The major world food issue, previously posed as one of scarcity, has emerged in recent years as a major development issue, with widespread poverty as the real cause and not just a physical shortage of food. The problem is twofold. There is first the recurrent threat of famine and food shortages that arise from periodical fluctuations in production, leading to sudden changes in food prices and supplies. Secondly, and this is in a sense the real food problem, there is the chronic hunger and malnutrition of large segments of the world population. Even when the world as a whole has plenty of food, and grain prices are stable, at least 500 million are perpetually hungry and malnourished. Large numbers of countries that were once net exporters of foodgrain are becoming increasingly dependent on food imports. This imbalance in the world food economy has serious ramifications for both the food-deficit developing countries and the food-surplus countries alike. How these surpluses will be used or sold in the food-deficit countries is at the heart of the world hunger/food surplus paradox.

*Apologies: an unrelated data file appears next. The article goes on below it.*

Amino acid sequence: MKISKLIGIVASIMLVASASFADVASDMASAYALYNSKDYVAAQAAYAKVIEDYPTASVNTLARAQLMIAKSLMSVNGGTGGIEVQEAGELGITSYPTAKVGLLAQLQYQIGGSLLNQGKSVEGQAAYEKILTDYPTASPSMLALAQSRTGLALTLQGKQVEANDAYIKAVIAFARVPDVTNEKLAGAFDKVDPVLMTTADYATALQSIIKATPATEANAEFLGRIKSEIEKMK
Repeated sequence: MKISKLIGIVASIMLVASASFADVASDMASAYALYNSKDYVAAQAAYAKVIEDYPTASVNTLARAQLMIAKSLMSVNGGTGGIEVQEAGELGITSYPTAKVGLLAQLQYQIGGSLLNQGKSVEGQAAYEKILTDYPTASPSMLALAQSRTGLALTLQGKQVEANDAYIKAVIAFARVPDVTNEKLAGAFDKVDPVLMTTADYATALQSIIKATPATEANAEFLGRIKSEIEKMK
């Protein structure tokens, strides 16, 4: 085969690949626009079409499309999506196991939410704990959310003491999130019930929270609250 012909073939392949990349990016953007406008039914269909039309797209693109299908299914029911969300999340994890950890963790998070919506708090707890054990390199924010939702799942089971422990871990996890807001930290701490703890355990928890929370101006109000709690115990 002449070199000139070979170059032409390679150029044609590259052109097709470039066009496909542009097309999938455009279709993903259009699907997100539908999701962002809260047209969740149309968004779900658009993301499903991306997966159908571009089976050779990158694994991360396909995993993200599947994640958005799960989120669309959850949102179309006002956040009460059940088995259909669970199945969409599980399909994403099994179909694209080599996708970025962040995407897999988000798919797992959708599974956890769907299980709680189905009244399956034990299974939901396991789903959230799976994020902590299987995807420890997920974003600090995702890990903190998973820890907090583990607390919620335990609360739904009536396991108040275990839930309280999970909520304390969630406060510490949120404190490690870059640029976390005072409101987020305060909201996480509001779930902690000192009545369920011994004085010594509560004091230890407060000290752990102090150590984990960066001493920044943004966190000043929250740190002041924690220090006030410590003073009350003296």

Many countries of the developing world are trying desperately to meet their food needs, while other countries of Europe, North America, Oceania and South America are producing bumper harvests of cereal grains and other food crops. Developing countries, with almost 75% of the world population, have only 55% of its cultivable land. The poorest 45 countries, with one-third of world population and the bulk of malnourished people, have only one-fourth of the cultivable land.
The world is producing more food that was ever before believed possible. Between 1971 and 1982 world agricultural output rose 25%, the output in the less-developed countries was up 33% and in developed countries it was up 18%. Per capita food production went up 16% in South America and 10% in Asia during that time. The rate of productivity growth continues to rise.